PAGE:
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Will Putin's Aggression Keep 30 Environmental Activists in Prison?

The Greenpeace activists imprisoned in Russia for protesting oil drilling in the Arctic are up against a proud Putin hungry for an energy grab.

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Joris Thijssen, campaign director at Greenpeace Netherlands,  said: “The decision of the Russian Federation not to attend the hearing is a departure from its previous respectful engagement with the Tribunal. Russia is not formally obliged to participate in the hearing. However, it is under an obligation to comply with any ruling, which the Tribunal may make.”


Time, however, reports that when signing the UN Convention, Russia gave itself a backdoor not to be held to the Tribunal’s rulings. Even so, Lipman said that “The international law has the power of ruling, but there is no mechanism to enforce it.”

In the meantime, the Arctic 30 remain in a rundown jail in Murmansk. “It must be an unbelievably terrifying experience for them,” said Ames, who has seen pictures of the inside of the prison.

In its latest developments, Russia’s Presidential Human Rights Council will appeal the Head of the Federal Investigative Committee to offer themselves as guarantors for the Arctic 30 to be released on bail. In a press release, Greenpeace  stated, “This is an extremely significant gesture by the Presidential Human Rights Council, as they are putting themselves forward personally to guarantee that the Arctic 30 will comply with bail conditions.”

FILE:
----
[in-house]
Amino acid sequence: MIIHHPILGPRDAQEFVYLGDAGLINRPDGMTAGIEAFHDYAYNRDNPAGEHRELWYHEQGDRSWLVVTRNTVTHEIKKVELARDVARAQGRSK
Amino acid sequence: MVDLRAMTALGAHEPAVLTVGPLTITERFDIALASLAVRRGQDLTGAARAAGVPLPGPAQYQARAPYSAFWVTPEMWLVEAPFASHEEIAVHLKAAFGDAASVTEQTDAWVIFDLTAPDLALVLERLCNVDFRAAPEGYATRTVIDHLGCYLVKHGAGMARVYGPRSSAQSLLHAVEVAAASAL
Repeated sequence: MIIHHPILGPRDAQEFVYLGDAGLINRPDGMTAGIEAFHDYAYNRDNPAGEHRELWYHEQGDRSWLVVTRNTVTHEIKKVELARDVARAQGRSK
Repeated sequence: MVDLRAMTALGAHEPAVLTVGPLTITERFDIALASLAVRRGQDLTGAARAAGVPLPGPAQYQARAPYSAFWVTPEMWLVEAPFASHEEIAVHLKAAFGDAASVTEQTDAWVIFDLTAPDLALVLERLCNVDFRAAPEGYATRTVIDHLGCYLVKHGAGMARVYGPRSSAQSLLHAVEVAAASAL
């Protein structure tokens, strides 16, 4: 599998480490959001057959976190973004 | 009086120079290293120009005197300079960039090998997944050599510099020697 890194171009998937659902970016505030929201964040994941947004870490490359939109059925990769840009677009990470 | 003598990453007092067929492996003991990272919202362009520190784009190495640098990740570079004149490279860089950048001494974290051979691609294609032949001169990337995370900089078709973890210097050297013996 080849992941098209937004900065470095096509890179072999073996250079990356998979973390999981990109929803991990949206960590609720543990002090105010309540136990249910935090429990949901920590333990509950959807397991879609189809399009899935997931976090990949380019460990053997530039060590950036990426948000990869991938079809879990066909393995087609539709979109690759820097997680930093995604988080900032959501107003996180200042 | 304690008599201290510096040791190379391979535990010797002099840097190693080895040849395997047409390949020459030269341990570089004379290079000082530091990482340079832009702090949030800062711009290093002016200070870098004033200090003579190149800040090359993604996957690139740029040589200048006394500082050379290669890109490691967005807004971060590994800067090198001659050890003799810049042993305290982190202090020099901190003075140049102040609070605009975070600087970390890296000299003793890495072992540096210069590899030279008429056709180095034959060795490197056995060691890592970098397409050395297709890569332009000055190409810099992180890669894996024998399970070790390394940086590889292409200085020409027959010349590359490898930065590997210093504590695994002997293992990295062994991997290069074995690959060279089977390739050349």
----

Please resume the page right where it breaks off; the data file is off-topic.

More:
Ames believes that the activists will eventually be released. He said, “I do think eventually the pressure will work, but I think they are going to go pretty far to send the message that this is not going to be tolerated.”

MacDuff said that while Russia is the world’s largest oil producer—responsible for 13 percent of global output—it has been  deemed “by far the worst oil polluter in the word.”

It is estimated that at least 1 percent of Russia’s annual oil production, or 5 million tons, is spilled every year. This is equivalent to one Deepwater Horizon-scale leak every two months. A Pew Environment Group  report found that oil companies' plans to clean up spills in the Arctic were "thoroughly inadequate." Greenpeace has  stated that the "Arctic's extreme weather and freezing temperatures, its remote location and the presence of moving sea ice severely increase the risks of oil drilling, complicate logistics and present unparalleled difficulties for any cleanup operation."

MacDuff said tens of thousands of people have rallied outside embassies in more than 40 countries, and nearly two million people have sent protest letters to their respective Russian ambassadors. And while the situation for Greenpeace is currently still very real, she said, the incident won’t stop the organization, adding that throughout history, the state has responded with violence toward people desiring to stand up to it. This doesn't stop movements, she said, but instead shines a light on their importance.

“We have fought some very difficult challenges before. And we will continue to fight governments, polluters and people who put profit before people.… So will we carry out more peaceful protests to shine the light on the real obscenity of drilling for oil in a melting Arctic in order to burn more oil in order to melt the Arctic? Absolutely.”

Alyssa Figueroa is an associate editor at AlterNet.